July 16, 2018

AI is going to solve all your problems, right?

AI is going to solve all your problems, right?

Artificial Intelligence (AI), is a topic that is frequently discussed in the media. These media stories usually fall into two categories:

  • The optimistic stories: The possibilities of AI are limitless and its benefits are great. It will all happen much sooner than you think, no actually “it’s here now” (whatever that may mean);
  • The pessimistic stories: AI is going to disrupt all businesses. Many people will be out of a job. Some might even predict the robot apocalypse.

Although these two extremes make for salacious stories, they simply cannot be true. I will demonstrate that AI cannot solve all problems and replace all jobs, because there will always be people working alongside/with the AI.

The AI doesn’t know what to do, you do

The great thing about AI is that it teaches itself, but most people forget that it doesn’t teach by itself. You need to supply a training set, baseline, reference, or whatever you want to call it. These need to be supplied and vetted by humans. Some people would argue that you can have the training done by an AI that acts as a teacher, but that only moves the issue. The teacher-AI still needs a training set to teach it. Even if it learns from real-life data… that is still a training set.

AI is going to solve all your problems, right?

These training sets need to be checked for:

  • Completeness: If you train an AI on a too narrow set, the AI will show weird behaviour as the inputs move beyond the initial training set;
  • Bias: If you train AI with a biased training set (e.g. previous hires that are biased towards men), your AI will adopt that bias (i.e. hire only men);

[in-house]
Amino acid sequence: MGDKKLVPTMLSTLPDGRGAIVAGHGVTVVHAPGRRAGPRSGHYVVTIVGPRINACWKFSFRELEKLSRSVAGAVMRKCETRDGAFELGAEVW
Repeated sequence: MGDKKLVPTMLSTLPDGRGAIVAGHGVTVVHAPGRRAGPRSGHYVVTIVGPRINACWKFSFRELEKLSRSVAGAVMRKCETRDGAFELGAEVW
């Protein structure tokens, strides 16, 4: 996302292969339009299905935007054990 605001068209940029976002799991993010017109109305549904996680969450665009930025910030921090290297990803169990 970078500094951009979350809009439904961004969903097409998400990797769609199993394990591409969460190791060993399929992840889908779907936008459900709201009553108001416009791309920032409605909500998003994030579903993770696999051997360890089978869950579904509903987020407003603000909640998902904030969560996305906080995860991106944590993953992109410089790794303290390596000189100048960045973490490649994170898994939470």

• Correctness: For every training it needs to be established what constitutes a good and bad outcome? This was an issue with Microsoft’s AI-chatbot Tay that quickly learnt many swearwords and vulgarity – nobody had taught it that this was “bad”. Making these choices is ultimately a question of ethics and philosophy.

For all the points above, a computer programme can help you make analyses, but these are things only a human can judge.

Who checks the AI?

As the Roman poet Juvenal said: “Quis custodiet ipsos custodes?” – Who judges the judges? As AI’s will start to make more and more decisions, who will tell that those decisions are correct? It’s not for nothing that Pega provides an inspection option (what they call “the transparency button”) for their AI-module.

“ An AI is only as good as the input it’s given. So if you currently don’t know what you are doing, your AI also doesn’t. “

So, agreed, you need someone (a human) to control the AI. If you think you can control the AI like you are its manager, you are sorely mistaken. Even introducing something as simple as an emergency stop button is problematic, as the YouTube channel Computerfile points out. In a series of videos ([1] [2] [3] [4] [5] [6]), they explain all the issues with AI safety, starting with a robot that fetches tea and ending with it running over a baby.

Instead you need someone to work with the AI, who understands how it works and can really check if it is operating correctly, and if it has adapted correctly to any changes that might occur.

Not a silver bullet

I have no doubt AI will change the future, however I have a hard time believing the hype stories in the media. In my view, AI’s will become a worker that works alongside the human workers as they need to learn from them. As AI’s become more intelligent, this dependency will become less, but it will never fully disappear.

Remember: An AI is only as good as the input it’s given. So if you currently don’t know what you are doing, your AI also doesn’t.


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